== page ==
US attempts to limit Indias nuclear development program.
Tighter controls urged in N-pact
September 14, 2006
WASHINGTON: American weapons experts are calling on the Senate to tighten provisions on a landmark civilian nuclear deal with India despite warnings by New Delhi that it cannot accept any more restrictions.
The experts want legislation to have an upfront declaration that India has stopped production of fissile material - plutonium and highly enriched uranium - for nuclear weapons and an annual certification that the deal does not fuel New Delhi's nuclear weapons program. They also want measures prohibiting the US from providing nuclear aid directly or through other suppliers to India if it breaks commitments made under a July 18, 2005, accord between President George W.Bush and Indian Prime Minister Manmohan Singh.
Dr Singh has made clear that India will not accept any conditions that go beyond the agreement with Mr Bush and a plan they endorsed in which New Delhi would have 14 of its 22 nuclear reactors placed under international safeguards.
India does not want to accept any US moratorium on the production of fissile material.
But the weapons experts said the measures were necessary because India had not joined theNuclear Non-Proliferation Treaty, a global accord to limit the spread of nuclear weapons.
Executive director of the Arms Control Association Daryl Kimball said: "In our view, these are responsible actions and steps the Congress should take to ensure that the deal does not create what we would consider to be adverse and damaging proliferation problems."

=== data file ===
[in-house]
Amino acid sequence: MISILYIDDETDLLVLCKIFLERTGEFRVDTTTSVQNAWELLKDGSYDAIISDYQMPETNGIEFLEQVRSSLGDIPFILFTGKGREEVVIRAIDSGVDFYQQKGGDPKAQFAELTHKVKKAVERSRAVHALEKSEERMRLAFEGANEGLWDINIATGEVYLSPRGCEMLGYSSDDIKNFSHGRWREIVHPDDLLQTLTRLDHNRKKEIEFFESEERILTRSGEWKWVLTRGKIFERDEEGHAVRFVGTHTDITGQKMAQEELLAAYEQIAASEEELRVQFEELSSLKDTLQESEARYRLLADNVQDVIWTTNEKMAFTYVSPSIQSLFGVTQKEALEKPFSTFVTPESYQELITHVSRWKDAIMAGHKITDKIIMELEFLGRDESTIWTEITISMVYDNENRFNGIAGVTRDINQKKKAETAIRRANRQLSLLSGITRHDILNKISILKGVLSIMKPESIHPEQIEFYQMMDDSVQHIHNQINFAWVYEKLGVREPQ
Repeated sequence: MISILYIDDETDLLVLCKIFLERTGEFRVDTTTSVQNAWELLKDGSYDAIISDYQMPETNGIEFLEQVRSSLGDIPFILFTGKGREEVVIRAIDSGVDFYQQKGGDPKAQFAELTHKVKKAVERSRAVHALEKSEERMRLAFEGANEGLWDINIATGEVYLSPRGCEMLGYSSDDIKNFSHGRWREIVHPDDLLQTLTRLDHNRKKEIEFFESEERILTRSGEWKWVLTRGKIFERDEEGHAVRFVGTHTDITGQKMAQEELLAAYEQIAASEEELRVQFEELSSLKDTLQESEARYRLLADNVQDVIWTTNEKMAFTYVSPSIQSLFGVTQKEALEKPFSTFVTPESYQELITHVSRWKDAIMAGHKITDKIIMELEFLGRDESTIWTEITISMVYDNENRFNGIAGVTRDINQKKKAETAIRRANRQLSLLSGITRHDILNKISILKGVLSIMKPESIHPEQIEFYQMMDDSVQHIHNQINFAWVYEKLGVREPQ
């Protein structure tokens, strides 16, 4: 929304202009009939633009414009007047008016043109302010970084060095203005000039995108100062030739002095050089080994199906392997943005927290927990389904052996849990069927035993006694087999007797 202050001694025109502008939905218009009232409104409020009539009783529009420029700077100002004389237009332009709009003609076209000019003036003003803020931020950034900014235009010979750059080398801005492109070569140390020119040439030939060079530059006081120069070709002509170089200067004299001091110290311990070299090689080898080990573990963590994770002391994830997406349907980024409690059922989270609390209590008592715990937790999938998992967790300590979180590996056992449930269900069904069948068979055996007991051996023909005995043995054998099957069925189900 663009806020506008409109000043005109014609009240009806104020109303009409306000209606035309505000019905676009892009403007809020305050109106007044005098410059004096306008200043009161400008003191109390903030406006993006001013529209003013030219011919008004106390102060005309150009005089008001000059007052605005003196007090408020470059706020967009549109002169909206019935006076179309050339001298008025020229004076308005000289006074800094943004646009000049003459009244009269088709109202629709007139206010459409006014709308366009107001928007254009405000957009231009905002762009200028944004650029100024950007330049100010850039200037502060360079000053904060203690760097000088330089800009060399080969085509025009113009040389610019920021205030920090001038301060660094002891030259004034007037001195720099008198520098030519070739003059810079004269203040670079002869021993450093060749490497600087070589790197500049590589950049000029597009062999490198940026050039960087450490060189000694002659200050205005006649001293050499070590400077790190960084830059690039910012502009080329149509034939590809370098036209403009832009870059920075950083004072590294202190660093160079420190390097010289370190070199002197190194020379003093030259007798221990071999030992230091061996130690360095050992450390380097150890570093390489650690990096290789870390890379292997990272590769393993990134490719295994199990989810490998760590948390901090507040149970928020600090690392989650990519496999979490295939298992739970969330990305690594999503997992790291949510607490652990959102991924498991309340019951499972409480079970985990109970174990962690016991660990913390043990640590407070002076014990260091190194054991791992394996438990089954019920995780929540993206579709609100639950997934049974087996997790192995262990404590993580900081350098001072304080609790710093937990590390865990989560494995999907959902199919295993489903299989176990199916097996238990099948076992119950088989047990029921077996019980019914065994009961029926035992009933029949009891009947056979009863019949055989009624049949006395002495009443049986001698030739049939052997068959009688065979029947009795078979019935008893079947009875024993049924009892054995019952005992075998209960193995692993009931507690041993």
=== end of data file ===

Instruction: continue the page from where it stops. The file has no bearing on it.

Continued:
Mr Kimball was among 17 experts who sent a joint letter to the Senate with a set of recommendations ahead of a likely vote by the chamber on the nuclear deal this year.
Under the deal, Washington will aid development of civil nuclear power programs in India in return for New Delhi placing its atomic facilities under International Atomic Energy Agency safeguards.
India tested nuclear weapons in 1974 and 1998 and is banned by the US and other, mostly industrialised, nations from buying fuel for atomic reactors and other related equipment as a result.
In July, the US House of Representatives adopted the deal only after ensuring that even after it was passed by the Senate and became law, the nuclear co-operation agreement would come under full oversight authority by Congress. AFP
Right..... India has to halt production of nuclear weapon materials whilst neighbours Pakistan and China can build up as much as they want. These 'experts' must either be suffering from radiation sickness or on mind altering drugs. If I were the Indian government I would not accept any such constraints.